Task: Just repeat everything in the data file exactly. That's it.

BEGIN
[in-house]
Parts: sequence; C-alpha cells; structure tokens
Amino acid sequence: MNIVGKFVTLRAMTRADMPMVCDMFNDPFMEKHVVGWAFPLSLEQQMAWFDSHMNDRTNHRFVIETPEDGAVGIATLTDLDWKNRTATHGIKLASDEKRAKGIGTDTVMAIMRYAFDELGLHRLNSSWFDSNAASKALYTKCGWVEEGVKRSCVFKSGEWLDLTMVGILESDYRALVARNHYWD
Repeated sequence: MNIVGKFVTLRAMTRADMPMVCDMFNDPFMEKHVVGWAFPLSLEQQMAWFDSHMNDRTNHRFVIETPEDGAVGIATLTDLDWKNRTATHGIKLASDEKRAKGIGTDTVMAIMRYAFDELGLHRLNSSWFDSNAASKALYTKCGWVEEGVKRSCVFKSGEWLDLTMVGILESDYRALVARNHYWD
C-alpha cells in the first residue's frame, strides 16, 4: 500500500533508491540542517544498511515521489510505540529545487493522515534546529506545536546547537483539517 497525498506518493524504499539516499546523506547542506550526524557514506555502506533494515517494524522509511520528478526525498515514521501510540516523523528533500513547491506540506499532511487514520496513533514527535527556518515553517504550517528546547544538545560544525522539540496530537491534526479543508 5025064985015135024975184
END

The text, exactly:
[in-house]
Parts: sequence; C-alpha cells; structure tokens
Amino acid sequence: MNIVGKFVTLRAMTRADMPMVCDMFNDPFMEKHVVGWAFPLSLEQQMAWFDSHMNDRTNHRFVIETPEDGAVGIATLTDLDWKNRTATHGIKLASDEKRAKGIGTDTVMAIMRYAFDELGLHRLNSSWFDSNAASKALYTKCGWVEEGVKRSCVFKSGEWLDLTMVGILESDYRALVARNHYWD
Repeated sequence: MNIVGKFVTLRAMTRADMPMVCDMFNDPFMEKHVVGWAFPLSLEQQMAWFDSHMNDRTNHRFVIETPEDGAVGIATLTDLDWKNRTATHGIKLASDEKRAKGIGTDTVMAIMRYAFDELGLHRLNSSWFDSNAASKALYTKCGWVEEGVKRSCVFKSGEWLDLTMVGILESDYRALVARNHYWD
C-alpha cells in the first residue's frame, strides 16, 4: 500500500533508491540542517544498511515521489510505540529545487493522515534546529506545536546547537483539517 497525498506518493524504499539516499546523506547542506550526524557514506555502506533494515517494524522509511520528478526525498515514521501510540516523523528533500513547491506540506499532511487514520496513533514527535527556518515553517504550517528546547544538545560544525522539540496530537491534526479543508 5025064985015135024975184